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What You Need to Know About Grocery Store Technology


The retail industry continues to invest in technology to create a more seamless shopping experience especially in this world of omnichannel. Increasingly, methods to pick up groceries have been simplified, especially with the invention of online shopping, but it’s not just Amazon offering the services. Grocers are making investments in technology to allow customers to streamline the process of selecting goods, paying for them, and even taking them out of the store.

According to the Nielsen Digitally-Engaged Food Shopper report, experts estimate 70% of consumers will be shopping for groceries online by 2024, so grocers are taking note. It’s important to remember though, it’s not just perishables that consumers are shopping for online, as shoppers also buy pet supplies, snacks, paper goods and other needs through online grocery shopping options like those profiled here.


Grocery Store Technology: Self Checkout

When grocery stores began integrating technology into the way we shop for food, one of the biggest inventions was the self-checkout machine. Manned by a customer instead of a cashier, self-checkout makes it easier to checkout with small purchases rather than waiting in line behind customers with large orders. Now retailers have made investments in technology that eliminate even the step of needing to wait at a machine and manually scan everything by hand. Shop & Go piloted the first in-store supermarket mobile shopping option seven years ago and this set off a chain reaction as retailers rushed to give customers the same technology. Earlier this year, Kroger expanded their Shop & Scan service from their Cincinnati-area test store to an additional 400 stores.

Shop & Scan allows customers to shop for items in their Kroger store by using a handheld scanner and the scanner keeps a running total of their purchase amount plus accepts coupons. Kroger customers can pay for their items at a self-checkout lane after returning the scanner or use a payment option through a Scan, Bag and Go Mobile app, which while only available at some stores, will let customers avoid the handheld scanner and just use their smartphone completely to shop.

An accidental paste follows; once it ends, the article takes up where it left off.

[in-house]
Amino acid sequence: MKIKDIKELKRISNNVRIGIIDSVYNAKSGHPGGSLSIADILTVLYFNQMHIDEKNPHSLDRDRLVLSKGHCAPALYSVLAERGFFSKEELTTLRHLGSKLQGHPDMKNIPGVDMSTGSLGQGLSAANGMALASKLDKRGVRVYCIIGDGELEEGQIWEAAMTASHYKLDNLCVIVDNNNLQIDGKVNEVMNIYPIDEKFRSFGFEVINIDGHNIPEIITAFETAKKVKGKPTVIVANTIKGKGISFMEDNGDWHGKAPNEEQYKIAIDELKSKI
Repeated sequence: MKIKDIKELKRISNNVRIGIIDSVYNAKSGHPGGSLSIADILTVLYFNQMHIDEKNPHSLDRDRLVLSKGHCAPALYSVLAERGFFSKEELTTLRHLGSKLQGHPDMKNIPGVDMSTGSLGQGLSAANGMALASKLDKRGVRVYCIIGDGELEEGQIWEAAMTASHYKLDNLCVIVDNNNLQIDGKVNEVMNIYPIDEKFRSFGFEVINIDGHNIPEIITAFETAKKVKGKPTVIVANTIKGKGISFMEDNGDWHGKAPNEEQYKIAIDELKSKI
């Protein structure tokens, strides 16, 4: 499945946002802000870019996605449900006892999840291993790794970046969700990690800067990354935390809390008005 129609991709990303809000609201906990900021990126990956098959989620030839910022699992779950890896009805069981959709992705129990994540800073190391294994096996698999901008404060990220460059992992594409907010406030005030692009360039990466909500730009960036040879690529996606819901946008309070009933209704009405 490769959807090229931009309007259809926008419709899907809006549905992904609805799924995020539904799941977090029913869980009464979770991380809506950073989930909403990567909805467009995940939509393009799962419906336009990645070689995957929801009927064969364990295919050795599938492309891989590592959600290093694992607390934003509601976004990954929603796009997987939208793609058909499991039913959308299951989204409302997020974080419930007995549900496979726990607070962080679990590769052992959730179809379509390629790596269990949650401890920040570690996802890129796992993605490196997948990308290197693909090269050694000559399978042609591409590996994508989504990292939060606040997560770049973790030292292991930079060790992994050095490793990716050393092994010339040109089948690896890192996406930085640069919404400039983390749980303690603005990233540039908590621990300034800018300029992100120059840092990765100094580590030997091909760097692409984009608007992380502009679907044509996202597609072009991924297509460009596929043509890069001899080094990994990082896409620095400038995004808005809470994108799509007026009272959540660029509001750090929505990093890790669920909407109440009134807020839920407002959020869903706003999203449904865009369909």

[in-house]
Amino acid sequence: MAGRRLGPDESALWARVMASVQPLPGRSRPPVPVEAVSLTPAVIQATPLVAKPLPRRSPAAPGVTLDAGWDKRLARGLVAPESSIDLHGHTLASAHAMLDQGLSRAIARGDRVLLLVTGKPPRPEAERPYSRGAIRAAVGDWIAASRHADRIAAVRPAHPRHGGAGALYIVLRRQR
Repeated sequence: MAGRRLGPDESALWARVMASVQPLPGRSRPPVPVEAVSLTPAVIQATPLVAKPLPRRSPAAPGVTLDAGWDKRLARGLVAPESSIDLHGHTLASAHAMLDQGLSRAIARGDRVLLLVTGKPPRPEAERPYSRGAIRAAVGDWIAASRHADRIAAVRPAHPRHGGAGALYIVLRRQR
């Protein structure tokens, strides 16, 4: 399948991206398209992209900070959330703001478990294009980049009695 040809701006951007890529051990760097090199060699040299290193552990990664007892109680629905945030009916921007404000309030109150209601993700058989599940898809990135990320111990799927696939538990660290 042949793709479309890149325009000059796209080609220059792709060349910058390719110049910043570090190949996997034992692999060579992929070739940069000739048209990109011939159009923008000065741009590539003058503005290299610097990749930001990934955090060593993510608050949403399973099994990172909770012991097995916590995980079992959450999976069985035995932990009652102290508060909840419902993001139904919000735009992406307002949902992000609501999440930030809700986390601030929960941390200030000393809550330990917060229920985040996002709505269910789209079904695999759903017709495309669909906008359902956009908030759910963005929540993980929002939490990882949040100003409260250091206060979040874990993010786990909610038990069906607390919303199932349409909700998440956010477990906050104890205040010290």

Meijer is the newest retailer to offer their own addition of scan-and-go grocery shopping with Express Checkout at a few test stores; however, they’re forgoing the handheld scanner and letting customers go right to their smartphones. With Express Checkout shoppers can scan with the Meijer app, bag on the go, then check out at a self-checkout lane by scanning a code. Not all retailers are following suit just yet though, as Walmart ran a test of Scan and Go services then ended it in April 2018. Sam’s Club is still offering the service, and 80% of consumers who try Scan and Go opt to use the service again.


Grocery Store Technology: Machine Learning

Machine learning technologies like CB4 are a recent development in grocery store technology, and grocery retailers who have adopted it, like Kroger, Meijer, and our own clients like Heinen’s Fresh Markets, have seen big returns.

Kroger is using machine learning to roll out their “Restock Kroger” initiative. According to Kroger chief executive officer Rodney McMullen, “Kroger’s success has always depended on our ability to proactively address changes by focusing relentlessly on our customers. We have the scale, the data, physical assets and human connection to win.” They’re deploying machine learning to do just that, delivering more personalized recommendations (they already deliver more than 3 billion annually), optimize space in their stores, and optimize product pricing.

On the other hand, Heinen’s uses CB4’s machine learning software to detect and correct operational issues in their stores. The software discovers the items with the highest local consumer demand suffering from operational issues, and guides store staff to correct the problem. Correcting these operational issues results in 0.8-3% same-store growth, as seen in our product overview. Our partnership with Heinen’s was highlighted recently in Supermarket News, where you can learn more about how our partnership works.